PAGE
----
Theresa May to take three week European holiday while not delegating Prime Ministerial duties

The Prime Minister will be returning to her favoured holiday destination of the last twenty years

Tom Peck
Thursday 20 July 2017 17:28 BST
The Prime Minister has been holiday in the Swiss Alps for more than two decades
The Prime Minister has been holiday in the Swiss Alps for more than two decades (Getty)

Theresa May will take a three week walking holiday to northern Italy and Switzerland, starting on Monday.
The Prime Minister will travel first to Northern Italy for five days, then return briefly to the UK before travelling to Belgium on the 31st July to attend the centenary commemorations of the Battle of Passchendale.
She will then fly to Switzerland for a two week walking holiday, as she did last year.
A No 10 spokesperson said she will "remain in charge" throughout her absence. Previous Prime Ministers have placed other senior cabinet ministers nominally in charge during their summer holidays. Theresa May will not be doing so.
The spokesperson said: "The Prime Minister will be fully briefed from Downing Street in the usual way."
Ms May and her husband Philip have been taking walking holidays in Switzerland for more than twenty years.
On their most recent walking holiday, in Snowdonia at Easter, the Prime Minister decided to call a snap general election.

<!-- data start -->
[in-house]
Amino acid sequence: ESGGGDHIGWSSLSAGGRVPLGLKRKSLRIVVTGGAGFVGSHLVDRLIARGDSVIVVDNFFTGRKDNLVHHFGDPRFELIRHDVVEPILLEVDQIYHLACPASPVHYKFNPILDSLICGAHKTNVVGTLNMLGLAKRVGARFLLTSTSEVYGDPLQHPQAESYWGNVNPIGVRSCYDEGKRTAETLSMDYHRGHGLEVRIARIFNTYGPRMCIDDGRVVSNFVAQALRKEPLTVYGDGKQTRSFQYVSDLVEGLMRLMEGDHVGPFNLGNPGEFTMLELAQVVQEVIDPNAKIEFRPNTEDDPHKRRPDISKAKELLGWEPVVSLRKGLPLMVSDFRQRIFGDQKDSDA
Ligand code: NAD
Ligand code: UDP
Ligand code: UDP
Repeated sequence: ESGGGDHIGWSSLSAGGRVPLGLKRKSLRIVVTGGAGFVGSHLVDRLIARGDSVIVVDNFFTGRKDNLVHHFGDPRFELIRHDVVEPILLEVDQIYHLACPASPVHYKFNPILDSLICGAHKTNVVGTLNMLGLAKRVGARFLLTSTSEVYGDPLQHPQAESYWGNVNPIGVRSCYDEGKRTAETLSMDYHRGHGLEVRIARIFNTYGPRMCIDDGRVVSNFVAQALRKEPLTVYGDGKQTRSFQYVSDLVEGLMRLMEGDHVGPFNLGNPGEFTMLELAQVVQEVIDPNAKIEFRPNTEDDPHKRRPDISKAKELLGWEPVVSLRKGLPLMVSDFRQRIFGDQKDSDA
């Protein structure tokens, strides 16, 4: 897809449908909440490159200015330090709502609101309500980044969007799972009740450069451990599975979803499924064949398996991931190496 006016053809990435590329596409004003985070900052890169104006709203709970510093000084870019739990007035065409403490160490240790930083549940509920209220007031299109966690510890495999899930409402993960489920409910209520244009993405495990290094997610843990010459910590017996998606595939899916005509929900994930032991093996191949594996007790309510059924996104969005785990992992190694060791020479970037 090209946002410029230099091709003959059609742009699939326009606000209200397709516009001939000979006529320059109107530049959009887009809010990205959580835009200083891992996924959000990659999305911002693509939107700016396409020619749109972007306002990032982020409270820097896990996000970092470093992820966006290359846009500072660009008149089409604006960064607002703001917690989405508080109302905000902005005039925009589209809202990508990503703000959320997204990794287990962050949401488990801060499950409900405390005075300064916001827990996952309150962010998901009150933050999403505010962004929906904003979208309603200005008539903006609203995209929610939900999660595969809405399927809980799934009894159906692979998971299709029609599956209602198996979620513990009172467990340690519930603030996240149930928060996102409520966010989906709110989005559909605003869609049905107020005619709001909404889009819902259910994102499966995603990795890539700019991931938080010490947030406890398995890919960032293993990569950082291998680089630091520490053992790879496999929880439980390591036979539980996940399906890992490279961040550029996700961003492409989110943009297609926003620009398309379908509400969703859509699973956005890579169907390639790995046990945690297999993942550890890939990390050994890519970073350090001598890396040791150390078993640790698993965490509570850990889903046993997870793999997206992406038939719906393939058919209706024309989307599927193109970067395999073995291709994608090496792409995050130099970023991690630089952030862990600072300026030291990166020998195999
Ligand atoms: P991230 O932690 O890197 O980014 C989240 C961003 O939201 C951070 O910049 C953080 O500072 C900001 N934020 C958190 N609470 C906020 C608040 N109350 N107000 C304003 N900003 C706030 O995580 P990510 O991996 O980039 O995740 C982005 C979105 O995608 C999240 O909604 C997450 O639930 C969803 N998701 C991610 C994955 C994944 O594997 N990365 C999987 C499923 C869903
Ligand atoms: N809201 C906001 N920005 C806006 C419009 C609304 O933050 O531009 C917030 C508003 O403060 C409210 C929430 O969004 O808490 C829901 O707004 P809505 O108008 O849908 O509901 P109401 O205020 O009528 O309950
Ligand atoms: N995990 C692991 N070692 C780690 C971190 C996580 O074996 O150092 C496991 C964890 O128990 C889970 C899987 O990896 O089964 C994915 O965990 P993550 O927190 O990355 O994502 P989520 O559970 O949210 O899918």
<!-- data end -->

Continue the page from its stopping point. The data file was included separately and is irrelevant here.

Mrs May will represent the UK alongside the Prince of Wales and Duke and Duchess of Cambridge at the ceremony marking the First World War battle of Passchendaele on July 31.

Downing Street gave no details of the exact venues in Switzerland and Italy which the Mays will visit, but said they would be travelling by commercial airlines for their holiday trips.

The spokeswoman said Mrs May was "looking forward to her holiday" after a "productive and busy" week of Government business, including announcements on the extension of the HS2 railway and reforms of the state pension age.

Mr and Mrs May are regular summer visitors to the Alps, and the Prime Minister has named the Swiss regions of Zermatt and the Bernese Oberland as two of her favourite destinations because they are both "fantastic for walking".

Their choice of mountain resorts make a strong contrast with the beach breaks favoured by her predecessor David Cameron and his wife Samantha.

She joked on Wednesday that fellow Conservatives may be relieved that she is not returning to Wales, where she made the fateful decision to call a snap election while walking in Snowdonia with husband Philip at Easter.

"I think there are many people who are grateful I'm going to the Alps and not to Wales again," she told LBC radio.

Unlike some of her predecessors, Mrs May has not named a minister who will take charge of the business of government while she is away.

The Number 10 spokeswoman said that "various ministers will be on duty over the period", while Mrs May will be "constantly updated" by Downing Street on developments in her absence.

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